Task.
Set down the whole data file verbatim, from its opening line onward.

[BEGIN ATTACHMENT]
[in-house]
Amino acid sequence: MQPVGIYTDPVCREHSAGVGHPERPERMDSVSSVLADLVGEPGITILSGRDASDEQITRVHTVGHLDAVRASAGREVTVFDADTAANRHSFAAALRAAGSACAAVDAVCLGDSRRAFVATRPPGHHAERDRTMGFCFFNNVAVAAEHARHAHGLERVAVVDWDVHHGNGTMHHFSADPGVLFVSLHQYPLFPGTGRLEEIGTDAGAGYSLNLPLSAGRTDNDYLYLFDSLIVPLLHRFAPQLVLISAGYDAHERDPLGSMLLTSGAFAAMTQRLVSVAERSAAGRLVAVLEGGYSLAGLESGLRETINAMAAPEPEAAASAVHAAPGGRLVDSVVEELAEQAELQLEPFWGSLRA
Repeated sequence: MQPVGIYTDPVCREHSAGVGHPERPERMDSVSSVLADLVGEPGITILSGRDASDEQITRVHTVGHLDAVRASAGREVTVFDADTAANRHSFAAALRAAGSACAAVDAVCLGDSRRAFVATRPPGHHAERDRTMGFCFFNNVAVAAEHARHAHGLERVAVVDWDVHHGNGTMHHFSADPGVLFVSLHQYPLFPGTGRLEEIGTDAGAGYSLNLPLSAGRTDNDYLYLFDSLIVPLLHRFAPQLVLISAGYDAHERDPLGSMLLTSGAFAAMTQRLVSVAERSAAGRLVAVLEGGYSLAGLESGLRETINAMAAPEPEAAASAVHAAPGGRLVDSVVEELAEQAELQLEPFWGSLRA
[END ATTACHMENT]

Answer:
[in-house]
Amino acid sequence: MQPVGIYTDPVCREHSAGVGHPERPERMDSVSSVLADLVGEPGITILSGRDASDEQITRVHTVGHLDAVRASAGREVTVFDADTAANRHSFAAALRAAGSACAAVDAVCLGDSRRAFVATRPPGHHAERDRTMGFCFFNNVAVAAEHARHAHGLERVAVVDWDVHHGNGTMHHFSADPGVLFVSLHQYPLFPGTGRLEEIGTDAGAGYSLNLPLSAGRTDNDYLYLFDSLIVPLLHRFAPQLVLISAGYDAHERDPLGSMLLTSGAFAAMTQRLVSVAERSAAGRLVAVLEGGYSLAGLESGLRETINAMAAPEPEAAASAVHAAPGGRLVDSVVEELAEQAELQLEPFWGSLRA
Repeated sequence: MQPVGIYTDPVCREHSAGVGHPERPERMDSVSSVLADLVGEPGITILSGRDASDEQITRVHTVGHLDAVRASAGREVTVFDADTAANRHSFAAALRAAGSACAAVDAVCLGDSRRAFVATRPPGHHAERDRTMGFCFFNNVAVAAEHARHAHGLERVAVVDWDVHHGNGTMHHFSADPGVLFVSLHQYPLFPGTGRLEEIGTDAGAGYSLNLPLSAGRTDNDYLYLFDSLIVPLLHRFAPQLVLISAGYDAHERDPLGSMLLTSGAFAAMTQRLVSVAERSAAGRLVAVLEGGYSLAGLESGLRETINAMAAPEPEAAASAVHAAPGGRLVDSVVEELAEQAELQLEPFWGSLRA